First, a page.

Frederick Winslow Taylor – Father of Scientific ManagementWhat is Scientific Management? Description
The Scientific Management approach was devised by Frederick Winslow Taylor at the end of the 19th century to improve labor productivity by analyzing and establishing workflow processes. Taylor thought that by analyzing work in a scientific manner, the “One Best Way” to perform a task could be found.
Taylor had pragmatic and even good motives to free up the good worker (Schmidt) of one half of his work, who was carrying pig iron at Bethlehem Steel. And at the same time he wanted to alleviate poverty and eliminate waste of time, energy and human ability. But his methods were very hard and sometimes had the opposite effect when they fell into the hands of ruthless exploiters of workers. This is why Scientific Management is often referred to disparagingly as Taylorism.
Frederick Winslow Taylor – Father of Scientific Management. Biography
Frederick Winslow Taylor is born in 1856 to a wealthy Quaker family in Philadelphia. In 1874 he becomes an apprentice patternmaker and machinist at Enterprise Hydraulics Works, gaining shop-floor expertise. In 1878 he takes up an unskilled job at Midvale Steel Works where he does his first experiments. In 1881 he gains a master degree in mechanical engineering. In 1890 he is appointed to general manager of Manufacturing Investment Company (MIC). It is important to understand that the circumstances during the life of Taylor were quite different from those today: there had been a series of depressions and production methods at the time were very inefficient. Also there was a need to employ many immigrants into the US, to raise the living standards and to meet rising demands for goods of every sort. All of this influences Taylor when he publishes The Principles of Scientific Management in 1911. Taylor dies in 1915.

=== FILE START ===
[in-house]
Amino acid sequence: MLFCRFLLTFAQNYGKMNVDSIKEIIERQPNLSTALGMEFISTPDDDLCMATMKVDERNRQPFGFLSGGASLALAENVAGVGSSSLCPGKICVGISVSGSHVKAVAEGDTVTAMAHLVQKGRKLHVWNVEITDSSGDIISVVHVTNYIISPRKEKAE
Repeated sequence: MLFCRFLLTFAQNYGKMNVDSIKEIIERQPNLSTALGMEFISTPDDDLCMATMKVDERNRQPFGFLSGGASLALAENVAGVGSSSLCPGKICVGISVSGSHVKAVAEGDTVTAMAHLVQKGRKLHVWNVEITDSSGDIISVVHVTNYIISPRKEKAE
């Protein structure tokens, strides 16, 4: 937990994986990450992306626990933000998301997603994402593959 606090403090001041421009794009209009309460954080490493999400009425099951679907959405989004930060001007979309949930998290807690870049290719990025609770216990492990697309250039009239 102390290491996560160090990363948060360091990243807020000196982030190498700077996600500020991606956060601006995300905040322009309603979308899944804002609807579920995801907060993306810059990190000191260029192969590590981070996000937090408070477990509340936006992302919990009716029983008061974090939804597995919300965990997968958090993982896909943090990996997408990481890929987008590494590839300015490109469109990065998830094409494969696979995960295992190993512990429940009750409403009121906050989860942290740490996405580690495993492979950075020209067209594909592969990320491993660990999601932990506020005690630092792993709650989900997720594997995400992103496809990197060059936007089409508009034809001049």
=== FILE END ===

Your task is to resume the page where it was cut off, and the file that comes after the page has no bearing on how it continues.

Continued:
Usage of Scientific Management. Applications
* Basis or inspiration for many later management philosophies, including Management by Objectives, Operations Research, CSFs and KPIs and Balanced Scorecard, Just-in-time and Lean Manufacturing, Total Quality Management, Six Sigma and Business Process Reengineering.
* As a contrast to modern business or management methods.
* Old-fashioned, inefficient industrial environments.
* Taylor was pragmatic and he was a strong advocate of Learning-by-Doing. Contrary to today’s theorizing, hypothesis formation and testing, the One Best Way came from the workers, not from the managers or owners (Spender and Kijne, 1996). Peter Drucker saw Taylor as the creator of Knowledge Management, because the aim of scientific management is to produce knowledge about how to improve work processes.
Steps in Scientific Management. Process
Taylor’s scientific management consisted of four principles:
1. Replace rule of thumb work methods with methods based on a scientific study of the tasks.
2. Select, train, teach and develop the most suitable person for each job, again scientifically, rather than passively leaving them to train themselves.
3. Managers must provide detailed instructions and supervision to each worker to ensure the job is done in a scientific way.
4. Divide work between managers and workers. The managers apply scientific management principles to planning and supervising the work, and the workers carry out the tasks.
Strengths of Scientific Management. Benefits
* One of the first formal divisions between workers and managers.
* Contribution to efficient production methods, leading to a major global increase of living standards.
* Focus on the individual task and worker level. Compare: Business Process Reengineering (process level)
* Direct reward mechanisms for workers rather than pointless end-of-year profit sharing schemes.
* Systematic. Early proponent of quality standards.
* Suggestion schemes for workers, who should be rewarded by cash premiums.
* Emphasis on measuring. Measurement enables improvement.
* Pragmatic and useful in times and circumstances as described above.
Limitations of Scientific Management. Disadvantages
* Taylorism can easily be abused to exploit human beings. Conflicts with labor unions.
* Not useful to deal with groups or teams.
* Leaves no room for individual preferences or initiative.
* Overemphasis on measuring. No attention for soft factors.
* Mechanistic. Treating people as machines.
* Separation of planning function and doing.
* Loss of skill level and autonomy at worker level. Not very useful in current knowledge worker environments (except as an antithesis).
Book: Taylor, Frederick Winslow – The Principles of Scientific Management, 1911
Book: Spender, J. C. and Kijne, H. (Eds) – Scientific Management: Fredrick Winslow Taylor’s Gift to the World? 1996